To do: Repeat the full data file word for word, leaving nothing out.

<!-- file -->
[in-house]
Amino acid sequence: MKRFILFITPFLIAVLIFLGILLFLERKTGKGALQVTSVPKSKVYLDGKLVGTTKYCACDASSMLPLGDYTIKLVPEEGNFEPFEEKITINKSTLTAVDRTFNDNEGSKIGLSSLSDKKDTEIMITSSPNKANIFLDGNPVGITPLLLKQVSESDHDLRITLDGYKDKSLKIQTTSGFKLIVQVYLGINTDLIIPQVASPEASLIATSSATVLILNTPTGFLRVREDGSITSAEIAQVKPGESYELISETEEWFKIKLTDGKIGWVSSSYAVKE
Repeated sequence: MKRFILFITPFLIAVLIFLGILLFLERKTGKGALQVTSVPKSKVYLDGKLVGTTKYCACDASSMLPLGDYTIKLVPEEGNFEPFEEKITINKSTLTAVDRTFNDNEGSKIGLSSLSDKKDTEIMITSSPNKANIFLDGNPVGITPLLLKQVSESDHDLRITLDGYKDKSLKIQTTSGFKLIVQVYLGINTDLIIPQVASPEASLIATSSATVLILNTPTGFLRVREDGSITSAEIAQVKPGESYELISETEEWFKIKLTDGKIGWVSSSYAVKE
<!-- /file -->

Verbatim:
[in-house]
Amino acid sequence: MKRFILFITPFLIAVLIFLGILLFLERKTGKGALQVTSVPKSKVYLDGKLVGTTKYCACDASSMLPLGDYTIKLVPEEGNFEPFEEKITINKSTLTAVDRTFNDNEGSKIGLSSLSDKKDTEIMITSSPNKANIFLDGNPVGITPLLLKQVSESDHDLRITLDGYKDKSLKIQTTSGFKLIVQVYLGINTDLIIPQVASPEASLIATSSATVLILNTPTGFLRVREDGSITSAEIAQVKPGESYELISETEEWFKIKLTDGKIGWVSSSYAVKE
Repeated sequence: MKRFILFITPFLIAVLIFLGILLFLERKTGKGALQVTSVPKSKVYLDGKLVGTTKYCACDASSMLPLGDYTIKLVPEEGNFEPFEEKITINKSTLTAVDRTFNDNEGSKIGLSSLSDKKDTEIMITSSPNKANIFLDGNPVGITPLLLKQVSESDHDLRITLDGYKDKSLKIQTTSGFKLIVQVYLGINTDLIIPQVASPEASLIATSSATVLILNTPTGFLRVREDGSITSAEIAQVKPGESYELISETEEWFKIKLTDGKIGWVSSSYAVKE